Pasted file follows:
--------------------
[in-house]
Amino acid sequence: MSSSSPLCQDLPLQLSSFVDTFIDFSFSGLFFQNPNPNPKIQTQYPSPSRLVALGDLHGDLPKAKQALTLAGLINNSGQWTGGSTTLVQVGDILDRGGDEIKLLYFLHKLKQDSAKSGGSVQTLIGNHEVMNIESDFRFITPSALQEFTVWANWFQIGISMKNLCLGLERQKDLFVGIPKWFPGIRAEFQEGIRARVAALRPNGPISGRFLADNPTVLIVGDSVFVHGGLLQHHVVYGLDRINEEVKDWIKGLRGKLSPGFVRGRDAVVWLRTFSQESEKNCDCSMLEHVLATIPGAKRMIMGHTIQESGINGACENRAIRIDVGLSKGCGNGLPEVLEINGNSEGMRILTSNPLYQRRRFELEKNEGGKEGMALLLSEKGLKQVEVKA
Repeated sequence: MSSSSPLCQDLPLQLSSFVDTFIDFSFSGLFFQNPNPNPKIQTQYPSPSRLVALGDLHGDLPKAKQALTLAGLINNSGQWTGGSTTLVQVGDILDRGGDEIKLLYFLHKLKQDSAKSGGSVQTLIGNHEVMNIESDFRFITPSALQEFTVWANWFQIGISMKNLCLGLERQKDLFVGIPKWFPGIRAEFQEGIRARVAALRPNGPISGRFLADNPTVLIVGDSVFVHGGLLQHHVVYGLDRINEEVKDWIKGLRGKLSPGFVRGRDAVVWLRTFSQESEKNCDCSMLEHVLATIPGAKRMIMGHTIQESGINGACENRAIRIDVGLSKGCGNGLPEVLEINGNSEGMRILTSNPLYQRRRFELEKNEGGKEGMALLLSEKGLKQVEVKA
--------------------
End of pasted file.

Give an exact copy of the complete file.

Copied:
[in-house]
Amino acid sequence: MSSSSPLCQDLPLQLSSFVDTFIDFSFSGLFFQNPNPNPKIQTQYPSPSRLVALGDLHGDLPKAKQALTLAGLINNSGQWTGGSTTLVQVGDILDRGGDEIKLLYFLHKLKQDSAKSGGSVQTLIGNHEVMNIESDFRFITPSALQEFTVWANWFQIGISMKNLCLGLERQKDLFVGIPKWFPGIRAEFQEGIRARVAALRPNGPISGRFLADNPTVLIVGDSVFVHGGLLQHHVVYGLDRINEEVKDWIKGLRGKLSPGFVRGRDAVVWLRTFSQESEKNCDCSMLEHVLATIPGAKRMIMGHTIQESGINGACENRAIRIDVGLSKGCGNGLPEVLEINGNSEGMRILTSNPLYQRRRFELEKNEGGKEGMALLLSEKGLKQVEVKA
Repeated sequence: MSSSSPLCQDLPLQLSSFVDTFIDFSFSGLFFQNPNPNPKIQTQYPSPSRLVALGDLHGDLPKAKQALTLAGLINNSGQWTGGSTTLVQVGDILDRGGDEIKLLYFLHKLKQDSAKSGGSVQTLIGNHEVMNIESDFRFITPSALQEFTVWANWFQIGISMKNLCLGLERQKDLFVGIPKWFPGIRAEFQEGIRARVAALRPNGPISGRFLADNPTVLIVGDSVFVHGGLLQHHVVYGLDRINEEVKDWIKGLRGKLSPGFVRGRDAVVWLRTFSQESEKNCDCSMLEHVLATIPGAKRMIMGHTIQESGINGACENRAIRIDVGLSKGCGNGLPEVLEINGNSEGMRILTSNPLYQRRRFELEKNEGGKEGMALLLSEKGLKQVEVKA